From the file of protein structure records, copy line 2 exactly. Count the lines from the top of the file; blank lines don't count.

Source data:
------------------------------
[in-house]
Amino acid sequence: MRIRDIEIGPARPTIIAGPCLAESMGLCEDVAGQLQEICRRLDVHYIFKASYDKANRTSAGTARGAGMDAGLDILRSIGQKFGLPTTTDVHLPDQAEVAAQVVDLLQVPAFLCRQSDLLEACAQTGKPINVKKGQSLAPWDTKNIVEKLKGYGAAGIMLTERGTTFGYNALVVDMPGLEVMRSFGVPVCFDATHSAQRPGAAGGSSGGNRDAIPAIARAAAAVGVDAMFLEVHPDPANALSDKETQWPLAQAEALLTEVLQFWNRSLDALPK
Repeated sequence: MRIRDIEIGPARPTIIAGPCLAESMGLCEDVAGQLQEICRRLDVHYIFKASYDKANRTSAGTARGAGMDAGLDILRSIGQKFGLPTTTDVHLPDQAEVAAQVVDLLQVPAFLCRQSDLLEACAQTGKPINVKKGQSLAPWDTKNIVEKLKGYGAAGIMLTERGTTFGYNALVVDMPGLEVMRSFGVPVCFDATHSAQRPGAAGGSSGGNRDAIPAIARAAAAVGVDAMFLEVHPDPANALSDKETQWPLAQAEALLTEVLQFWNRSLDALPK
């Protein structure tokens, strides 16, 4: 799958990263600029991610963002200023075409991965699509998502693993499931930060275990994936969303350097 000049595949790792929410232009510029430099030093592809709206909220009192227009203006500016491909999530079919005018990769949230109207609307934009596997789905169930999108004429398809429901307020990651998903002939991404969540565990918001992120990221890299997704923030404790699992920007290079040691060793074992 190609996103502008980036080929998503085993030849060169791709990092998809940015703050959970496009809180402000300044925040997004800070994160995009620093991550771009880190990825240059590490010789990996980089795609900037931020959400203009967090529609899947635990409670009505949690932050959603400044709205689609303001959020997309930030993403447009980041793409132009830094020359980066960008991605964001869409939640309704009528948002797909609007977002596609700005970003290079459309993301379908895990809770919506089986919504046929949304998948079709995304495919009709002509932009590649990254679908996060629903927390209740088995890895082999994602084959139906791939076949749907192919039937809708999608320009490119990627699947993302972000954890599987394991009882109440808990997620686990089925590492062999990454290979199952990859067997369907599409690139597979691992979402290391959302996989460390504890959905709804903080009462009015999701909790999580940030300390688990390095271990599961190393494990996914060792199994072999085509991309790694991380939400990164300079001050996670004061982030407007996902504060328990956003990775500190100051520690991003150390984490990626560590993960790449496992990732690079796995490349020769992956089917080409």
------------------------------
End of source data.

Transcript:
Amino acid sequence: MRIRDIEIGPARPTIIAGPCLAESMGLCEDVAGQLQEICRRLDVHYIFKASYDKANRTSAGTARGAGMDAGLDILRSIGQKFGLPTTTDVHLPDQAEVAAQVVDLLQVPAFLCRQSDLLEACAQTGKPINVKKGQSLAPWDTKNIVEKLKGYGAAGIMLTERGTTFGYNALVVDMPGLEVMRSFGVPVCFDATHSAQRPGAAGGSSGGNRDAIPAIARAAAAVGVDAMFLEVHPDPANALSDKETQWPLAQAEALLTEVLQFWNRSLDALPK